Unless I'm missing it, it doesn't seem to be available with English subtitles. I could try watching it sans subtitles since I did some French in high school, but that wouldn't really be ideal, so I might pass on this one for now. :ermm:
I hadn't considered that it might be georestricted. The film is on the NFB website and it plays for me, with English subtitles here: https://www.nfb.ca/film/incident_at_restigouche/
If that doesn't work, Isuma.tv also has it on their site: http://www.isuma.tv/the-national-film-b ... estigouche
Cinematic Omnivore 🧚‍♂️🦫
Arkantos
Posts: 231
Joined: July 28th, 2021, 10:44 pm
Location: The Kawarthas
Contact:

#26

Post by Arkantos »

I dunno how much participation I will be able to sustain, but I'll give 'er a try.

1. A Dangerous Method (2011, David Cronenberg), a Canada-UK-Germany co-production that was nominated for quite a few Genie Awards in 2012, so it should be eligible.

And if I read the rules right, I can now recommend a film, yeah? My recommendation for the challenge is Night Raiders (2021, Danis Goulet)
Challenge 1 Qualifying
2010s - A Dangerous Method (2011, David Cronenberg)
User avatar
Fergenaprido
Donator
Posts: 7483
Joined: June 3rd, 2014, 6:00 am
Location: Canada
Contact:

#27

Post by Fergenaprido »

Arkantos wrote: July 3rd, 2022, 10:17 pm I dunno how much participation I will be able to sustain, but I'll give 'er a try.

1. A Dangerous Method (2011, David Cronenberg), a Canada-UK-Germany co-production that was nominated for quite a few Genie Awards in 2012, so it should be eligible.

And if I read the rules right, I can now recommend a film, yeah? My recommendation for the challenge is Night Raiders (2021, Danis Goulet)
Challenge 1 Qualifying
2010s - A Dangerous Method (2011, David Cronenberg)
Yes, ADM is eligible for this challenge, and yes you can now recommend a film. Good pick! :thumbsup:
Cinematic Omnivore 🧚‍♂️🦫
Arkantos
Posts: 231
Joined: July 28th, 2021, 10:44 pm
Location: The Kawarthas
Contact:

#28

Post by Arkantos »

:cheers:
User avatar
sol
Donator
Posts: 14674
Joined: February 3rd, 2017, 7:00 am
Location: Perth, WA, Australia
Contact:

#29

Post by sol »

Fergenaprido wrote: July 3rd, 2022, 6:35 pm
sol wrote: July 3rd, 2022, 1:56 pm
Fergenaprido wrote: July 2nd, 2022, 4:14 am My first recommendation is Incident at Restigouche. Alanis Obomsawin is a legendary indigenous Canadian director most famous for her documentary Kanehsatake: 270 Years of Resistance, but she has over 50 directing credits to her name. Restigouche is a shorter documentary about similar issues as Kanehsatake, and just as good, imo. It's only got 10 checks so it's sorely underseen, but at only 46 minutes and freely available on the NFB website (and maybe on their YT channel too) it's worth the watch. Highlight: The director destroying a government minster during an interview. :chef's kiss:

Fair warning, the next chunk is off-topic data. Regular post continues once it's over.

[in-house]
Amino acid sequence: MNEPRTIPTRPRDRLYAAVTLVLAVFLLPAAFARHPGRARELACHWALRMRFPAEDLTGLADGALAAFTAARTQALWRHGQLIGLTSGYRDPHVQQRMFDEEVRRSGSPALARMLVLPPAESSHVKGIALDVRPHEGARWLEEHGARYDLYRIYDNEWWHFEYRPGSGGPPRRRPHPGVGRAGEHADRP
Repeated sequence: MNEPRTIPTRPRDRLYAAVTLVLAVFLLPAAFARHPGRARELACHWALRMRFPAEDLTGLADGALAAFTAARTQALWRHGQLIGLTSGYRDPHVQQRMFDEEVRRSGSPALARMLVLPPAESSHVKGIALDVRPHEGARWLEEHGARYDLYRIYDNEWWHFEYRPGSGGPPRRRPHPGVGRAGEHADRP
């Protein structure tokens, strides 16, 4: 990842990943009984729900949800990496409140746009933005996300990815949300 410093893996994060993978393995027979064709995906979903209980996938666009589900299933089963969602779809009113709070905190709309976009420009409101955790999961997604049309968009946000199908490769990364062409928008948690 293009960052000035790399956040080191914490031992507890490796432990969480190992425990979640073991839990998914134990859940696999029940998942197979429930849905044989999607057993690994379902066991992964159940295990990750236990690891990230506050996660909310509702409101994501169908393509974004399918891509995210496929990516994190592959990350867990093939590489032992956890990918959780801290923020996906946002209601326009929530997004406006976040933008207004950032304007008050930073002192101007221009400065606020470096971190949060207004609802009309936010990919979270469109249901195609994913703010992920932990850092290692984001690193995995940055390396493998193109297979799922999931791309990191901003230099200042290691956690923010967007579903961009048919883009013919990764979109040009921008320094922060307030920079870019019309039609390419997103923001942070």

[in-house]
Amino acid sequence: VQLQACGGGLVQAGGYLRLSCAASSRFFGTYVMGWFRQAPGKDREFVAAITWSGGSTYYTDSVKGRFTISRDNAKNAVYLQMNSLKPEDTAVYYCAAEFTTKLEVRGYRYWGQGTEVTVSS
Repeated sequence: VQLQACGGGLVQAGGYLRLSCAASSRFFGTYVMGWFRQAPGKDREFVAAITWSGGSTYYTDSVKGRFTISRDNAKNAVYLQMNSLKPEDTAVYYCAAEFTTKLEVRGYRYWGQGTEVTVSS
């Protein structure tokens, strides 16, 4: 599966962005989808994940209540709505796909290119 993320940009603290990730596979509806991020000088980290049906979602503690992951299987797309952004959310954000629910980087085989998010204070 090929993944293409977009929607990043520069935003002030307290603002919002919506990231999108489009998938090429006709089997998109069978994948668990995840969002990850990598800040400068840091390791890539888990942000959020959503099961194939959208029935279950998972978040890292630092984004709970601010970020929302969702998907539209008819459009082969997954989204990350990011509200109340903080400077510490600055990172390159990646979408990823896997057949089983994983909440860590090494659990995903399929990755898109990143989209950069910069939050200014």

Unless I'm missing it, it doesn't seem to be available with English subtitles. I could try watching it sans subtitles since I did some French in high school, but that wouldn't really be ideal, so I might pass on this one for now. :ermm:
I hadn't considered that it might be georestricted. The film is on the NFB website and it plays for me, with English subtitles here: https://www.nfb.ca/film/incident_at_restigouche/
If that doesn't work, Isuma.tv also has it on their site: http://www.isuma.tv/the-national-film-b ... estigouche
:facepalm:

Thanks; I accessed the film through the Letterboxd/JustWatch link, which took me to the French version. I had completely forgotten that the NFB often has two versions of the same film under different links. I'll try to schedule that one in for later today.
|iCM | IMDb | Letterboxd | Gold Derby
Image
Long live the new flesh!
User avatar
sol
Donator
Posts: 14674
Joined: February 3rd, 2017, 7:00 am
Location: Perth, WA, Australia
Contact:

#30

Post by sol »

Image
Spoiler
1. See for Me (2021)
2. Maelström (2000)
3. Wheat Soup (1987) FIRST CHECK! (Less than 5 votes on IMDb)
4. House of Luk (2001) FIRST CHECK!
5. Homewrecker (2019)
6. Speaking Parts (1989)
7. Sensitive Parts (2017) FIRST CHECK!
8. The Oak Room (2020)
9. Sunflower Hour (2011) FIRST CHECK!
10. Guido Superstar (2010) FIRST CHECK!
11. Stegman is Dead (2017) FIRST CHECK!
12. The Famine Within (1990)
13. Incredible Violence (2018)
14. The Hanging Garden (1997)
15. Trans-Canada Summer (1958) FIRST CHECK! (Less than 5 votes on IMDb)

Image

Spanning more than 7000km, the east-to-west running Trans-Canada Highway is one of the longest roads in the world, and this NFB documentary looks at its construction and the provinces that the highway runs through. With the documentary released before the route was finished, we get first-hand construction footage; most notably, we are shown the difficulties in creating the Canso Causeway that now connects Cape Breton to the rest of Nova Scotia.
|iCM | IMDb | Letterboxd | Gold Derby
Image
Long live the new flesh!
blocho
Donator
Posts: 6322
Joined: July 20th, 2014, 6:00 am
Contact:

#31

Post by blocho »

1. Operation Avalanche (2016)